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Arizona v. Gant

Supreme Court of the United States

October 7, 2008, Argued; April 21, 2009, Decided

No. 07-542


 [*335]  [**1714]  Justice Stevens delivered the opinion of the Court.

After Rodney Gant was arrested for driving with a suspended license, handcuffed, and locked in the back of a patrol car, police officers searched his car and discovered cocaine in the pocket of a jacket on the backseat. Because Gant could not have accessed his car to retrieve weapons or evidence at the time of the search, the Arizona Supreme Court held that the search-incident-to-arrest exception to the Fourth Amendment's warrant requirement, as defined in Chimel v. California, 395 U.S. 752, 89 S. Ct. 2034, 23 L. Ed. 2d 685 (1960), and applied to vehicle searches in New York v. Belton, 453 U.S. 454, 101 S. Ct. 2860, 69 L. Ed. 2d 768 (1981), did not justify the search in this case. We agree with that conclusion.

Under Chimel, police may search incident to arrest only the space within an arrestee's "'immediate control,'" meaning "the area from within which he might gain possession of a weapon or destructible evidence." 395 U.S., at 763, 89 S. Ct. 2034, 23 L. Ed. 2d 685. The safety and evidentiary justifications underlying Chimel's reaching-distance rule determine Belton's scope.  Accordingly, we hold that Belton does not authorize a vehicle search  [****6] incident to a recent occupant's arrest after the arrestee has been secured and cannot access the interior of the vehicle. Consistent with the holding in Thornton v. United States, 541 U.S. 615, 124 S. Ct. 2127, 158 L. Ed. 2d 905 (2004), and following the suggestion in Justice Scalia's opinion concurring in the judgment in that case, id., at 632, 124 S. Ct. 2127, 158 L. Ed. 2d 905, we also conclude that circumstances unique to the automobile context justify a search incident to arrest when it is reasonable to believe that evidence of the offense of arrest might be found in the vehicle.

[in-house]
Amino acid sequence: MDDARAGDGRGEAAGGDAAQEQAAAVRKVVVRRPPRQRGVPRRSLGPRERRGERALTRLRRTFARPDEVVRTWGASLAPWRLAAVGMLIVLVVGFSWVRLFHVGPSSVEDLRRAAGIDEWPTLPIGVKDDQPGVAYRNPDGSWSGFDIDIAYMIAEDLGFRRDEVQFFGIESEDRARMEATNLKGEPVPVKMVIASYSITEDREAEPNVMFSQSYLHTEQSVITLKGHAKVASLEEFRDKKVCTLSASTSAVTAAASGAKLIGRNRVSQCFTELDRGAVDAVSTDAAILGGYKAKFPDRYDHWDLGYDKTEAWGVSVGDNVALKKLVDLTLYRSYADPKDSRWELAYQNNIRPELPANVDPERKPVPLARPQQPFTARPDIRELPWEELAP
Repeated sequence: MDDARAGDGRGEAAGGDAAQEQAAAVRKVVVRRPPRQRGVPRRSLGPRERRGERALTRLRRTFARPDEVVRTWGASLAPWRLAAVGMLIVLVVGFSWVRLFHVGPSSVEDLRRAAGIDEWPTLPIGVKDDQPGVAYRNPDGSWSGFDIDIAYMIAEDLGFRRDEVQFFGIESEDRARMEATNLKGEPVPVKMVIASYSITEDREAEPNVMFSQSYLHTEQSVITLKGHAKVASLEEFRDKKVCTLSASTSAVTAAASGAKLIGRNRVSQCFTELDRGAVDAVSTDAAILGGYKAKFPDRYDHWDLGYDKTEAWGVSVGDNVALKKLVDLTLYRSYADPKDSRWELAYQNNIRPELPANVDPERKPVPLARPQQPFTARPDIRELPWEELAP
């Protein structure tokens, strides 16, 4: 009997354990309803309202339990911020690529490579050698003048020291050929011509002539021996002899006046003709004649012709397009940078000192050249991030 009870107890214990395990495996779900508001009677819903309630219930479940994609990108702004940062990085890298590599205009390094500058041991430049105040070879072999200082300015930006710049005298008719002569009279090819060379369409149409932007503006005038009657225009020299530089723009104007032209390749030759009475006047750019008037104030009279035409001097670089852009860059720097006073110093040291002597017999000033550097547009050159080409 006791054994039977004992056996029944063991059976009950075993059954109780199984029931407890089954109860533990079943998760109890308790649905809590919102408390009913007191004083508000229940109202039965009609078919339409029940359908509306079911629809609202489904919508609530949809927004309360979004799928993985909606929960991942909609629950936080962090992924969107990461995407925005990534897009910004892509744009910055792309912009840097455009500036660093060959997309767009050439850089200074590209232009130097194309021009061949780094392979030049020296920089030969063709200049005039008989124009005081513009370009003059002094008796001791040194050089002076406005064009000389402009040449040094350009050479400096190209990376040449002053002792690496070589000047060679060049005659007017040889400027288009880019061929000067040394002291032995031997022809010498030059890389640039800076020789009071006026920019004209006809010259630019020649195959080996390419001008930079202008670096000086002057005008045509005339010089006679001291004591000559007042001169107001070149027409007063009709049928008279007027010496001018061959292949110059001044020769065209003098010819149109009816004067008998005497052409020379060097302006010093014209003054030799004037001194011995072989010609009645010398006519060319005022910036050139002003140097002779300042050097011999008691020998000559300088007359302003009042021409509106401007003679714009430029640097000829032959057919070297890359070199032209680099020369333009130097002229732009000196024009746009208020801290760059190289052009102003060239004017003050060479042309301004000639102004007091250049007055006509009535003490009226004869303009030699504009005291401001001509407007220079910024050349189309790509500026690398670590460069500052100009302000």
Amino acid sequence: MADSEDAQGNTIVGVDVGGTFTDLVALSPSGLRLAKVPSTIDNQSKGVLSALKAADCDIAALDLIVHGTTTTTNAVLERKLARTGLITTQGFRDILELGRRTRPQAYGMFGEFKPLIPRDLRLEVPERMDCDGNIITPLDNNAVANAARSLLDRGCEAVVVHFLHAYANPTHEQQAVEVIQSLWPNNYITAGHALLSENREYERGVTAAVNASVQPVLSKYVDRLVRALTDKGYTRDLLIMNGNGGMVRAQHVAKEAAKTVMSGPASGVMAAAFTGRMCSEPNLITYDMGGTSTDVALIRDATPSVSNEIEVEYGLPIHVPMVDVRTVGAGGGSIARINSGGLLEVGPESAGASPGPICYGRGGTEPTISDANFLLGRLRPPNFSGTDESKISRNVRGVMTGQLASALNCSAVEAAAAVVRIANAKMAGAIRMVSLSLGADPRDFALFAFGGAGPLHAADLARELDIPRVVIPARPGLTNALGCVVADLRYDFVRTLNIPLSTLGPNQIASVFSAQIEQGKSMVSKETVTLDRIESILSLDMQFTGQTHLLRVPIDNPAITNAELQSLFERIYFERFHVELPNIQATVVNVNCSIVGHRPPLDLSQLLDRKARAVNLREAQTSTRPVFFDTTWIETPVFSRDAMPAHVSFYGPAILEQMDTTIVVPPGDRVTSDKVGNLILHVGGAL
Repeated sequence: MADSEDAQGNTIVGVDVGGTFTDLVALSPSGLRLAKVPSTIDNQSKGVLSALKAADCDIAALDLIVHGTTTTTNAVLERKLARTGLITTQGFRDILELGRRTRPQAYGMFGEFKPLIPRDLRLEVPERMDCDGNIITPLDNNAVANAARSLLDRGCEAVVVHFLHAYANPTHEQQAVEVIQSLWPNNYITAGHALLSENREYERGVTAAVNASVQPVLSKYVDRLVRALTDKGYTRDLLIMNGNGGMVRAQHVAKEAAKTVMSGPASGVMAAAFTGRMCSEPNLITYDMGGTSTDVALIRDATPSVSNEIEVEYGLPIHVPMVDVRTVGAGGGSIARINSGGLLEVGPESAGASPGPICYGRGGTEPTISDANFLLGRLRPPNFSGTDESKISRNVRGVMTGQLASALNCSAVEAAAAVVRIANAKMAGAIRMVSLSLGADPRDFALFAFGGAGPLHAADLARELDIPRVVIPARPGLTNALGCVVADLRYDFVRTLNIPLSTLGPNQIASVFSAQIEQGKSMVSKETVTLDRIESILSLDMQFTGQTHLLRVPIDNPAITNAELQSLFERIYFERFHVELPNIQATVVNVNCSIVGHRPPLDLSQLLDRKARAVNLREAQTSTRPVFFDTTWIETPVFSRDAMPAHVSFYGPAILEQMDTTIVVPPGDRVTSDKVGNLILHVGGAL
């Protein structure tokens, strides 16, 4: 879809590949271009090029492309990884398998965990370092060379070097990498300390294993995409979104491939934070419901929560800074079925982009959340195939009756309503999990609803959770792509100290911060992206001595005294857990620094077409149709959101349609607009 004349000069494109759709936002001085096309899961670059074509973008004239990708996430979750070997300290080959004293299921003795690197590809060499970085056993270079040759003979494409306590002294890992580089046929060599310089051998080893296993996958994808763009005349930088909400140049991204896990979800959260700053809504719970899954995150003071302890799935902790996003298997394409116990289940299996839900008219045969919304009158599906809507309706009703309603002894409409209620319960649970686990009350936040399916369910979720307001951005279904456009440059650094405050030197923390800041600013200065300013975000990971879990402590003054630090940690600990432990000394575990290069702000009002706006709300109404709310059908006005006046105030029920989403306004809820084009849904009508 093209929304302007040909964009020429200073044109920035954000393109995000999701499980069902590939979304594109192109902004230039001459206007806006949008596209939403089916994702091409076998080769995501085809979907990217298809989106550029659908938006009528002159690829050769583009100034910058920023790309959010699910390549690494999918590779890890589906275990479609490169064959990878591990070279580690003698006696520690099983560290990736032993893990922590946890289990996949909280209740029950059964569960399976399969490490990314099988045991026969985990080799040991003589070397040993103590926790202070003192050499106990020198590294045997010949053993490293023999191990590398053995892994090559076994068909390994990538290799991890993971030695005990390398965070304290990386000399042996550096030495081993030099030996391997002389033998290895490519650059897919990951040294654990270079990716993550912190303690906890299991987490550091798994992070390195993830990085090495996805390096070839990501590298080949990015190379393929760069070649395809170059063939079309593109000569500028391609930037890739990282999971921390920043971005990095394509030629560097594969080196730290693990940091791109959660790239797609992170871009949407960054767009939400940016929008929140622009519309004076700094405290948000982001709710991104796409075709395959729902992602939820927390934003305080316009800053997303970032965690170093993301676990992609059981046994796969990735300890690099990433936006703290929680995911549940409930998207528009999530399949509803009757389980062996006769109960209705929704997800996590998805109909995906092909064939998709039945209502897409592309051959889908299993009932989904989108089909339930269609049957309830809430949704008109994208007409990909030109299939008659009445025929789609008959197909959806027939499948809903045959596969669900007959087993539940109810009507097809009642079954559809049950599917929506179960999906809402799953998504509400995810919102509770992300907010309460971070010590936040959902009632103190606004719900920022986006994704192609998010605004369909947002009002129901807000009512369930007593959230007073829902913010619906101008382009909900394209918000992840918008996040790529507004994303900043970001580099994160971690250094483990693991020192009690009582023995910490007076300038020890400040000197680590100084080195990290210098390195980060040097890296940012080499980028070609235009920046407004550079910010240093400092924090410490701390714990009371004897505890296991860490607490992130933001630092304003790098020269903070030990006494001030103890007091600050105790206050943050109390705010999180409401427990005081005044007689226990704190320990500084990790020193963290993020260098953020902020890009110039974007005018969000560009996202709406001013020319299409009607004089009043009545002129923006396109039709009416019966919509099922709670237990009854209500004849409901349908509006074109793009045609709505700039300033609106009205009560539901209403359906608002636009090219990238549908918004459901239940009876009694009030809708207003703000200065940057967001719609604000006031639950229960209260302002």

On August 25, 1999, acting on an anonymous tip that the residence at 2524 North Walnut Avenue was being used to sell drugs, Tucson police officers Griffith and Reed knocked on the front door and asked to speak to the owner. Gant answered the door and, after identifying himself, stated [**1715]  that  [*336]  he expected the owner to return later. The officers left the residence and conducted a records check, which revealed that Gant's driver's license had been suspended and there was an outstanding warrant for his arrest for driving with a suspended license.

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556 U.S. 332 *; 129 S. Ct. 1710 **; 173 L. Ed. 2d 485 ***; 2009 U.S. LEXIS 3120 ****; 77 U.S.L.W. 4285; 47 A.L.R. Fed. 2d 657



State v. Gant, 216 Ariz. 1, 162 P.3d 640, 2007 Ariz. LEXIS 73 (Ariz., 2007)

Disposition: 216 Ariz. 1, 162 P. 3d 640, affirmed.


arrestee, arrest, searches, passenger compartment, cases, handcuffed, weapon, search incident to arrest, arresting officer, patrol car, time of search, scene, incident to arrest, police officer, stare decisis, law enforcement, authorize, search conducted, circumstances, evidentiary, overruling, distance, contemporaneous, destructible, license, permits, jacket, law enforcement officer, warrant requirement, warrantless search

Constitutional Law, Fundamental Rights, Search & Seizure, Scope of Protection, Criminal Law & Procedure, Warrantless Searches, Search Incident to Lawful Arrest, Extent & Manner of Search, Proximity of Search to Arrest, General Overview, Governments, Courts, Judicial Precedent